1959 was arguably the most transformative year for jazz releases. It was a year of exploration for a genre no longer at the center of American pop music, but at a new peak in critical acclaim. As rock n' roll began dominating the charts in the '50s, driven by an influential consumerist youth culture, jazz moved further into experimental territory -- alienating some listeners while also garnering new audiences worldwide. Albums such as Kind of Blue by Miles Davis, Mingus Ah Um by Charles Mingus and The Shape of Jazz to Come by Ornette Coleman became instant classics and redefined listeners' palettes. While Davis’ Blue would eventually become the best-selling jazz album of all time, the bigger seller circa 1959 was Time Out from the Dave Brubeck Quartet, which not only became the first jazz LP to sell more than a million copies but boasted the first jazz single to sell more than a million copies with "Take Five."
Released Dec. 14, 1959, Time Out wasn't 39-year-old Brubeck's first album nor was he an unknown at the time of its release. After a handful of moderately successful releases throughout the first half of the decade, mostly targeted toward college students, Brubeck found himself on the front of Time in 1954, making him only the second jazz artist behind Louis Armstrong to grace the cover. Uncomfortable with his fame, Brubeck felt he was only receiving the adoration due to his skin color. His appearance -- that of a middle-class, well-groomed white male -- provided him with a wider appeal to the predominantly white mainstream than leading African American jazz artists like Miles Davis or Duke Ellington. Brubeck refused to use race as a safety net, however; he never stopped working with both white and black musicians for the duration of his career, despite industry pushback.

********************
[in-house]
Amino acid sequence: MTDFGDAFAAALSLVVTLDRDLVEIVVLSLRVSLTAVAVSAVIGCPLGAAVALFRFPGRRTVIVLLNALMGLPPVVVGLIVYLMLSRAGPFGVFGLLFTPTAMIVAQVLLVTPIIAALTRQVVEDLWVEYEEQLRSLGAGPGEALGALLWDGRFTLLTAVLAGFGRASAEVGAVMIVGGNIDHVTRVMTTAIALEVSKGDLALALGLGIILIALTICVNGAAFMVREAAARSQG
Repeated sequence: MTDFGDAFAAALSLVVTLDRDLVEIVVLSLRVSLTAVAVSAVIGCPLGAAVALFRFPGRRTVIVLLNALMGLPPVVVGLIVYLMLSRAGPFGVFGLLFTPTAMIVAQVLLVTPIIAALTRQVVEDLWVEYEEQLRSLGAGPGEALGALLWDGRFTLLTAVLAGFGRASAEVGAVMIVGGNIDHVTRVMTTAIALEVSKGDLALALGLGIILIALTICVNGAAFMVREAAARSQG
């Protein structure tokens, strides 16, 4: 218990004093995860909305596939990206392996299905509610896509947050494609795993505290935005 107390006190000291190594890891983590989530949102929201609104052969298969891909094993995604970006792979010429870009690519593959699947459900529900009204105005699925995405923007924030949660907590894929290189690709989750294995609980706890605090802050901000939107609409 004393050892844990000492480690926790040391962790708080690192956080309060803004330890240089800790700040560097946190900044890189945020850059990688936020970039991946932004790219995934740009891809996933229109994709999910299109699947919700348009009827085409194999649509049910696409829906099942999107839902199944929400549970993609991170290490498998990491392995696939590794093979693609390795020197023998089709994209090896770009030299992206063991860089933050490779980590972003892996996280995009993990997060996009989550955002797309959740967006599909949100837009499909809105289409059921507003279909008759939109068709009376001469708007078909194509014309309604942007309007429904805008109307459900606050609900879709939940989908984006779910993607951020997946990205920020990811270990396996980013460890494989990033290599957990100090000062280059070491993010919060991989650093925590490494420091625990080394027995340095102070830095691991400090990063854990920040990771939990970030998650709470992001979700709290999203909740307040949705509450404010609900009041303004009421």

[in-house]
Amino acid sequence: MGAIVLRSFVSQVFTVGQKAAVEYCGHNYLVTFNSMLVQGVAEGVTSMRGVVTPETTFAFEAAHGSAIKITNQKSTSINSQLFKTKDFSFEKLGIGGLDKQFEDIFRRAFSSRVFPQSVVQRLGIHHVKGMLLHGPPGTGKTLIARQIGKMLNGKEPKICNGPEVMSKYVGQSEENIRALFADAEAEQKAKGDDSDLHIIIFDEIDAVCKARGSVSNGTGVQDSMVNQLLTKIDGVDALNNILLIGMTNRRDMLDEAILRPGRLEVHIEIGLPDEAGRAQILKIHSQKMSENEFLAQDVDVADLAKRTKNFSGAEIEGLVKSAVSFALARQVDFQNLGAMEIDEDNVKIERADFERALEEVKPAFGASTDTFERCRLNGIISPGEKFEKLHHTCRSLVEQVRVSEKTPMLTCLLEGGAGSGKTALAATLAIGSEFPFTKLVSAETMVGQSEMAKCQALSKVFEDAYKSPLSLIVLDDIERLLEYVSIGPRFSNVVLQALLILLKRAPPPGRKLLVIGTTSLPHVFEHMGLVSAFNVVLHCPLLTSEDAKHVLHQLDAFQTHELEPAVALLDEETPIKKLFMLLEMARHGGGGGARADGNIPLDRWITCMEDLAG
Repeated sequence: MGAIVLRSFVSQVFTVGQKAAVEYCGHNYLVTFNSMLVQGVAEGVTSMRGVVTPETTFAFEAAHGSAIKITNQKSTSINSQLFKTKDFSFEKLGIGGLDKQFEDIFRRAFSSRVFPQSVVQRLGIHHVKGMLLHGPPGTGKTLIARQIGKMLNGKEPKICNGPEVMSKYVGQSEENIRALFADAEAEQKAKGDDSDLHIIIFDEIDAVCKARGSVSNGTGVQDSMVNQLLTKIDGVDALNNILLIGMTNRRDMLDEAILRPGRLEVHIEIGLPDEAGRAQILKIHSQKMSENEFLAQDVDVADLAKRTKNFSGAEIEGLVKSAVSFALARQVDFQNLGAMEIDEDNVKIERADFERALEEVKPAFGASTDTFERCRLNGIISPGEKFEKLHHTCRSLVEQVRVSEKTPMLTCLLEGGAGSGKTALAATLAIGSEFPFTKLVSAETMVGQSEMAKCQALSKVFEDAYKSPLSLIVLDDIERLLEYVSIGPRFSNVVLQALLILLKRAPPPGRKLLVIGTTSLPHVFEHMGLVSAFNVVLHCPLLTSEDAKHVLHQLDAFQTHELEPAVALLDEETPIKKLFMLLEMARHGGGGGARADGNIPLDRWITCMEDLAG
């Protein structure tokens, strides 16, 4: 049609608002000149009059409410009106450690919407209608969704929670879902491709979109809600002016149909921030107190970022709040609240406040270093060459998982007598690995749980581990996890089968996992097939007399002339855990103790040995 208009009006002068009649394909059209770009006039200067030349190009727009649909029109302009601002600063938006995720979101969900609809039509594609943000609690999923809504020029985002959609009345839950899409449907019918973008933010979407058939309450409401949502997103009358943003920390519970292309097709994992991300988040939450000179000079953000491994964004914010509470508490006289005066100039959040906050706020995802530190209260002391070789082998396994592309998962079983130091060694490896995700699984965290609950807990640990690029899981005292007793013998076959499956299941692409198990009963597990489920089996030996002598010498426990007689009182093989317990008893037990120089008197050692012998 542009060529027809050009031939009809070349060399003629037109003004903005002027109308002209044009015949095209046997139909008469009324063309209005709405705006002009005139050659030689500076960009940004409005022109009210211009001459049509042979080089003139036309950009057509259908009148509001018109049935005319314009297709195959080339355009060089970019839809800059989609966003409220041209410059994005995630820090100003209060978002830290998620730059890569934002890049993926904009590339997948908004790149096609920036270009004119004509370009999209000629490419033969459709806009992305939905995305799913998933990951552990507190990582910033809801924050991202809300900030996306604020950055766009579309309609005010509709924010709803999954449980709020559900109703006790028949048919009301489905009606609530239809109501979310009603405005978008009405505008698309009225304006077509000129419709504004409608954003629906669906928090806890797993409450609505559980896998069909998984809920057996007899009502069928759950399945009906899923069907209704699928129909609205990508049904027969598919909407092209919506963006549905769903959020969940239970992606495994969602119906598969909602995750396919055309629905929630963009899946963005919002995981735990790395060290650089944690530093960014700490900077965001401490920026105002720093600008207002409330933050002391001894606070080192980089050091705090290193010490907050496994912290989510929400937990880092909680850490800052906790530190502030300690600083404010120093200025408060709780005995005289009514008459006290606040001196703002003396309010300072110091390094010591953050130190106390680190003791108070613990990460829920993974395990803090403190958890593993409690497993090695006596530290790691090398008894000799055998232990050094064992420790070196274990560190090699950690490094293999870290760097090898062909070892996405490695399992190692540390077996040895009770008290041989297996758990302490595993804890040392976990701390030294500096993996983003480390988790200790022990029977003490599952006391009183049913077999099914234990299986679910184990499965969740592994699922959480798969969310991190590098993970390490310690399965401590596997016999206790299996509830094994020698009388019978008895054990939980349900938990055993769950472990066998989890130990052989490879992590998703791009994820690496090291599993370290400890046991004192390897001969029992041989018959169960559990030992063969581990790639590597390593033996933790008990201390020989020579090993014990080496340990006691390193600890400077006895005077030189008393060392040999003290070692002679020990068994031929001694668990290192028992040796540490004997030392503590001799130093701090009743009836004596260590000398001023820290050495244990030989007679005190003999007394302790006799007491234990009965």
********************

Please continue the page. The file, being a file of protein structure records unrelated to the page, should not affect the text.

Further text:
Prior to recording Time Out in the summer of 1959, Brubeck and his bandmates had no intention of creating a commercially viable record. Only a year prior Brubeck, alto saxophonist Paul Desmond, bassist Eugene Wright and drummer Joe Morello had completed a world tour funded by the United States Department of State, performing 80 concerts in over 14 countries, including Turkey, Poland, Iraq, Afghanistan, India, Sri Lanka and Pakistan. The tour's mission was to showcase American ideals and its racially inclusive sentiments -- a falsity the band would come to experience while traveling domestically in the early '60s. Even so, the band marveled at local musicians while overseas -- particularly Turkish street performers playing traditional folk songs in varying rhythms.